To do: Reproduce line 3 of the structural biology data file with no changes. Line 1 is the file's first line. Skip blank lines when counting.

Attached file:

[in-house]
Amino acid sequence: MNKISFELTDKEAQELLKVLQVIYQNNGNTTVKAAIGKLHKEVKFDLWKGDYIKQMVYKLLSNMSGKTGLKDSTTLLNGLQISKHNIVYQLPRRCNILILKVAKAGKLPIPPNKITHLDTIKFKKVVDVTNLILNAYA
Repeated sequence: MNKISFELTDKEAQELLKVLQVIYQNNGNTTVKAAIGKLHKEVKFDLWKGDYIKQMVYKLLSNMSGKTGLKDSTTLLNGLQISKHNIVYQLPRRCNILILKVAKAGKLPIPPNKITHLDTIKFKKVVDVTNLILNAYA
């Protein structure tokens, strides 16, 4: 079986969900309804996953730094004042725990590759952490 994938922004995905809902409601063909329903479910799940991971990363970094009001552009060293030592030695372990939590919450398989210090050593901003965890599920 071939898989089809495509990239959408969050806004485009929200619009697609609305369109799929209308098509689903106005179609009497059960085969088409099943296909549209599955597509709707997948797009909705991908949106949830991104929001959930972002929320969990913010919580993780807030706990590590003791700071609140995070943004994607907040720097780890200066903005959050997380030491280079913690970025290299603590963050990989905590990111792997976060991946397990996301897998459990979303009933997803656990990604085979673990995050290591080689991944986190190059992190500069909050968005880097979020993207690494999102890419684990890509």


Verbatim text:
Repeated sequence: MNKISFELTDKEAQELLKVLQVIYQNNGNTTVKAAIGKLHKEVKFDLWKGDYIKQMVYKLLSNMSGKTGLKDSTTLLNGLQISKHNIVYQLPRRCNILILKVAKAGKLPIPPNKITHLDTIKFKKVVDVTNLILNAYA